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  • Writer's pictureTiffany Crowe

Walking the Road Less Traveled

Updated: Jun 14, 2021

"The true miracle is not walking on water, walking in air. but simply walking on this earth."

-Nhat Hanh

It took me a while to find the motivation to come out and share this information but I don't want to hide my reality anymore. I don't like the attention but I'm over hiding behind my camera and not being "real" here it goes. I wish I was lying when I say in the beginning of the year, separate from COVID, my life was turned upside down. I underwent my 6th craniotomy on December 9, 2019 and since then, have been learning to walk. Fortunately I've been able endure previous surgeries to remove tumor growth with minimal effect on my body but this time the surgical location pushed up against the area of the brain that controls my leg and more of my arm. When I woke up I could not move my left leg (toes, feet, ankle) or arm whatsoever. My arm has been weak for sometime now but the weakness increased. As far as my leg now, it's too weak to bear weight on and if i try to walk, my left foot rolls to the outside. The only way I can walk is by using a brace on my left leg that goes from below my knee to under my foot, an ankle foot orthotic (AFO.) Note that I had mine made pink but am now wishing I thought about the practicality of the color when I had it made. In addition to my arm and leg issues, because I've had so many craniotomies my surgeon didn't want to use the same incision area because of the integrity of the skin so the plastic surgery team was brought in to help locate a new incision location.As part of this, all of my hair was shaved off and when I say all i mean taking a bic razor to my head.(photo below) I know people say, "well it's just hair, it will come back" but try losing one more thing you had full control over. It sucks, man but back to the other more important stuff. To put it into perspective, below is a timeframe of "accomplishments" and recovery.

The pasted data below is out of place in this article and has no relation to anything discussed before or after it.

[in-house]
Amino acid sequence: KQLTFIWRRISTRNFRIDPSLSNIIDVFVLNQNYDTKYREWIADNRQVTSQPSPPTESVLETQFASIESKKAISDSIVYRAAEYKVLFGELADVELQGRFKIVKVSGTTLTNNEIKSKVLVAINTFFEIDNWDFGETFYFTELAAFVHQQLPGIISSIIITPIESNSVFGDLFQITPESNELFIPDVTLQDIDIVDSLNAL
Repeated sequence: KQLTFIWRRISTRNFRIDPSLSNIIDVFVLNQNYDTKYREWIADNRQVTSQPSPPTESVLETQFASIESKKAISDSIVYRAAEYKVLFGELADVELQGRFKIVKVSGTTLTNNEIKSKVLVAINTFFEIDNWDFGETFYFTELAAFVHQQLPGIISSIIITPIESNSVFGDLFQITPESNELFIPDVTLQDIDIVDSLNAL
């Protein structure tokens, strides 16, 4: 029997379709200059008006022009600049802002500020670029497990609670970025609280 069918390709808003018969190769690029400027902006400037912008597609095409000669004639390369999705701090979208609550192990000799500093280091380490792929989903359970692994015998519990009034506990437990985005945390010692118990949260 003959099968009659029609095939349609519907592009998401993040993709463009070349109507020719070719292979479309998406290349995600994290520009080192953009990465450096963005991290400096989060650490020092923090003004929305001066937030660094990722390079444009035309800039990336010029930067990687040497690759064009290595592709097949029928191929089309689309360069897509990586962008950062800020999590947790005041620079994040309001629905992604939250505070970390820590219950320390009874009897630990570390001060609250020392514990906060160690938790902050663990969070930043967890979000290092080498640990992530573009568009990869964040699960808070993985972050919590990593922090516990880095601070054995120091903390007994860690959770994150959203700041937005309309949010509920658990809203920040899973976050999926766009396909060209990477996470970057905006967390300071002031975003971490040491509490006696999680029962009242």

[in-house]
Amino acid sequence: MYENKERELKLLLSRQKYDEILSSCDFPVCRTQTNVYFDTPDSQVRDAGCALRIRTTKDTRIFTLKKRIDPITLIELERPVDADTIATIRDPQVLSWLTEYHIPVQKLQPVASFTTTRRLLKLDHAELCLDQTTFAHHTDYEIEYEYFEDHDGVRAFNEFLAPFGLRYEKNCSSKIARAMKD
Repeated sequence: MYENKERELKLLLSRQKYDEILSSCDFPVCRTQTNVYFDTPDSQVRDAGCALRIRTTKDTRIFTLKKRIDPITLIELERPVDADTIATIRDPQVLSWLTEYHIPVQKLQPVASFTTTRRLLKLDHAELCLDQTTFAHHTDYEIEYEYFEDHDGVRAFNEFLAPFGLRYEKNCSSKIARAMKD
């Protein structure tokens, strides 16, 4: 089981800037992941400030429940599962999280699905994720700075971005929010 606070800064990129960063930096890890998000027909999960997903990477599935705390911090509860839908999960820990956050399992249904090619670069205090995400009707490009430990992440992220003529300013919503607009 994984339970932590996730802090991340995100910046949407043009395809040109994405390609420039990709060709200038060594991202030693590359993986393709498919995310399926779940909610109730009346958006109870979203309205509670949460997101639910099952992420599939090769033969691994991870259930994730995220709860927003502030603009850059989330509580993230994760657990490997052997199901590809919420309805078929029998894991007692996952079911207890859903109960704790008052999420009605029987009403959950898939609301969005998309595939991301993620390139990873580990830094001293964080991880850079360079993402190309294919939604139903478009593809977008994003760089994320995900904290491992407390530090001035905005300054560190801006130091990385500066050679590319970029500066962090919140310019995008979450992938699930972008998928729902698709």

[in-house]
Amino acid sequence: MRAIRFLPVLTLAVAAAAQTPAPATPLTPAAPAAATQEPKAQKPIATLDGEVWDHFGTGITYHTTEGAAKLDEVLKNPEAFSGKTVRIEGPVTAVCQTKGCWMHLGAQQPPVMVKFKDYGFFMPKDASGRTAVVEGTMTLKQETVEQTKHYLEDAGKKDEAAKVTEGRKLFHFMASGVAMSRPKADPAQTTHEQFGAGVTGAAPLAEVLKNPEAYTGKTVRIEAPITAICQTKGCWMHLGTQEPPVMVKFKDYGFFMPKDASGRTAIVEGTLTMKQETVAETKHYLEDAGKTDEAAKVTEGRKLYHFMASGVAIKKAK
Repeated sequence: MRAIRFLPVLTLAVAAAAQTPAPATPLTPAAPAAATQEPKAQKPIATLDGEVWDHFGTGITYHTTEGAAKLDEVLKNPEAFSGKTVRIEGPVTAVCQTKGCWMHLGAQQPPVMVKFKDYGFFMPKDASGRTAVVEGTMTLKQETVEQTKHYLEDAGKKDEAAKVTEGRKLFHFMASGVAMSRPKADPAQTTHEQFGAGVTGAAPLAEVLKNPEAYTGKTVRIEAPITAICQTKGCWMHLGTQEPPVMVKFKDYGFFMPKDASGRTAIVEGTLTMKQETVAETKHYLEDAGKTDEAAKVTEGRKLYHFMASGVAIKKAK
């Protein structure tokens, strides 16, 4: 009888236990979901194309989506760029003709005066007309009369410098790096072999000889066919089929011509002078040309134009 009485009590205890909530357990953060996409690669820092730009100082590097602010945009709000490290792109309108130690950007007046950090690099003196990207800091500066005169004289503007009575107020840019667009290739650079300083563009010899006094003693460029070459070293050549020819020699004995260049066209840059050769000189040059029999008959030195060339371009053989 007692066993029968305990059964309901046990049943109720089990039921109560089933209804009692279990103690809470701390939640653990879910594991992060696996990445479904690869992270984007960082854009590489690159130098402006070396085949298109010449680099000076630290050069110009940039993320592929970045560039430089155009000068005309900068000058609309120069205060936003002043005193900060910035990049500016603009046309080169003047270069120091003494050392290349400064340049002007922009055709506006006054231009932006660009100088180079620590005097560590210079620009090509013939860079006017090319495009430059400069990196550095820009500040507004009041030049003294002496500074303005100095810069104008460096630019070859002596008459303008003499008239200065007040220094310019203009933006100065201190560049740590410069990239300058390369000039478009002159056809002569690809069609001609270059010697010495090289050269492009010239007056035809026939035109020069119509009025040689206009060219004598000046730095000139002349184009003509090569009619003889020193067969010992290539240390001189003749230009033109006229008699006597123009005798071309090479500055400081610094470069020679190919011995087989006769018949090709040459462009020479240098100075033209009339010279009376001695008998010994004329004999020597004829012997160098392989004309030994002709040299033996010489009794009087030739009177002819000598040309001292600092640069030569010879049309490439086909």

12/9/19- 6th craniotomy resulted in left leg/left arm/hand hemiparesis - not complete paralysis

12/11- crossed left ankle over right ankle, still in hospital

12/12-assisted shuffle on right leg from bed to chair, to commode (bedside toilet)

12/16-3 steps fully assisted with OT/PT , very minimal weight bearing on left leg. still in hospital

12/18-transferred to inpatient rehab

12/19-begin therapy. hour & a half daily each of OT, PT, 45 minutes of Speech therapy, . During first OT session I worked on personal tasks(bathing, dressing. I had a lot of trouble putting my bra and shirt on. During first PT session I walked with assistance by holding a parallel bar with right hand and not putting a lot of weight on left leg, I worked on changing directions for the first time Speech therapy-about an hour, I was evaluated if need therapy which is the standard protocol.although I wasn't recommended as a need for speech therapy, I opted for it to work on my short term memory.

12/20-walked with hemi cane 80 feet - big accomplishment! a hemi cane looks like this:

12/24- I walked on a treadmill for 2 10 minute intervals and did leg press machine on left leg, squeezed nurses fingers a little bit for the first time with my left hand.